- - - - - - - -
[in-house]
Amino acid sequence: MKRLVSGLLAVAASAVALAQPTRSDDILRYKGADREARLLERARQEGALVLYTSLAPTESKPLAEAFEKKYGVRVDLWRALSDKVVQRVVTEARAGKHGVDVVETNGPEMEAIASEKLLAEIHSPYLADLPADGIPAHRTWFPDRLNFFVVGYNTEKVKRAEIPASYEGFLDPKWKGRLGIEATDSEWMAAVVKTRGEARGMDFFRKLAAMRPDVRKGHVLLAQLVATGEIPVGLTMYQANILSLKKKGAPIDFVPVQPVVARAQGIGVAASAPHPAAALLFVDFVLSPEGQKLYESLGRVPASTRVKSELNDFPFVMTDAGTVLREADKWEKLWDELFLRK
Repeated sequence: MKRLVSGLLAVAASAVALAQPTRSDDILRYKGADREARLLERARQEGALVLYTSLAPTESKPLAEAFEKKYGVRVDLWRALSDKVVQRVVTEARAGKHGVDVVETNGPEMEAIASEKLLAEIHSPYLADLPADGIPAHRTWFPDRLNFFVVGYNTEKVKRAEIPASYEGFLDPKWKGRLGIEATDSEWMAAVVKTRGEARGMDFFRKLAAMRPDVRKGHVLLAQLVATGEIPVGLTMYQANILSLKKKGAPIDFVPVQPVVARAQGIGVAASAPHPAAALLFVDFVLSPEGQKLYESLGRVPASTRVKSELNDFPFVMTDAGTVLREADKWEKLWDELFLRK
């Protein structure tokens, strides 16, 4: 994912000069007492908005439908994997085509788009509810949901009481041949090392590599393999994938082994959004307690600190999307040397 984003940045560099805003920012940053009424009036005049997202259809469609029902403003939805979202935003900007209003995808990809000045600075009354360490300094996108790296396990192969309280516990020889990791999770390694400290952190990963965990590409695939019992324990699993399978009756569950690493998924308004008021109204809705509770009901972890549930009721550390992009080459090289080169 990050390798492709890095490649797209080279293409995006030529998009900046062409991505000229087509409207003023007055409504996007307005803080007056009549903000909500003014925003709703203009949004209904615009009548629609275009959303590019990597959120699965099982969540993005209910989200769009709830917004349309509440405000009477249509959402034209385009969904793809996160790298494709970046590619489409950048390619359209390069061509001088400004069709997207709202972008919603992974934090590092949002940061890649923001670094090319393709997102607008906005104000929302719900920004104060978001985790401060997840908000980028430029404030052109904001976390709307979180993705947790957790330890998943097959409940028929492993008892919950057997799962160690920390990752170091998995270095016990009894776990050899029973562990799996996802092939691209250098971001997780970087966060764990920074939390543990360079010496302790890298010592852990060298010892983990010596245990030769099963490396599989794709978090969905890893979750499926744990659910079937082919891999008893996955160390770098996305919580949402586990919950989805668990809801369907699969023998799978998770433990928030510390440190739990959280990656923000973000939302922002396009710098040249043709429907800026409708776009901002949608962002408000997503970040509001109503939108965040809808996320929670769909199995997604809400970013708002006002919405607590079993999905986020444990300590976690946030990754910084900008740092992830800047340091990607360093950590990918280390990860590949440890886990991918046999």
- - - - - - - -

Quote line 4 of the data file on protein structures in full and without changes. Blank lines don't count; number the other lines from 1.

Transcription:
């Protein structure tokens, strides 16, 4: 994912000069007492908005439908994997085509788009509810949901009481041949090392590599393999994938082994959004307690600190999307040397 984003940045560099805003920012940053009424009036005049997202259809469609029902403003939805979202935003900007209003995808990809000045600075009354360490300094996108790296396990192969309280516990020889990791999770390694400290952190990963965990590409695939019992324990699993399978009756569950690493998924308004008021109204809705509770009901972890549930009721550390992009080459090289080169 990050390798492709890095490649797209080279293409995006030529998009900046062409991505000229087509409207003023007055409504996007307005803080007056009549903000909500003014925003709703203009949004209904615009009548629609275009959303590019990597959120699965099982969540993005209910989200769009709830917004349309509440405000009477249509959402034209385009969904793809996160790298494709970046590619489409950048390619359209390069061509001088400004069709997207709202972008919603992974934090590092949002940061890649923001670094090319393709997102607008906005104000929302719900920004104060978001985790401060997840908000980028430029404030052109904001976390709307979180993705947790957790330890998943097959409940028929492993008892919950057997799962160690920390990752170091998995270095016990009894776990050899029973562990799996996802092939691209250098971001997780970087966060764990920074939390543990360079010496302790890298010592852990060298010892983990010596245990030769099963490396599989794709978090969905890893979750499926744990659910079937082919891999008893996955160390770098996305919580949402586990919950989805668990809801369907699969023998799978998770433990928030510390440190739990959280990656923000973000939302922002396009710098040249043709429907800026409708776009901002949608962002408000997503970040509001109503939108965040809808996320929670769909199995997604809400970013708002006002919405607590079993999905986020444990300590976690946030990754910084900008740092992830800047340091990607360093950590990918280390990860590949440890886990991918046999």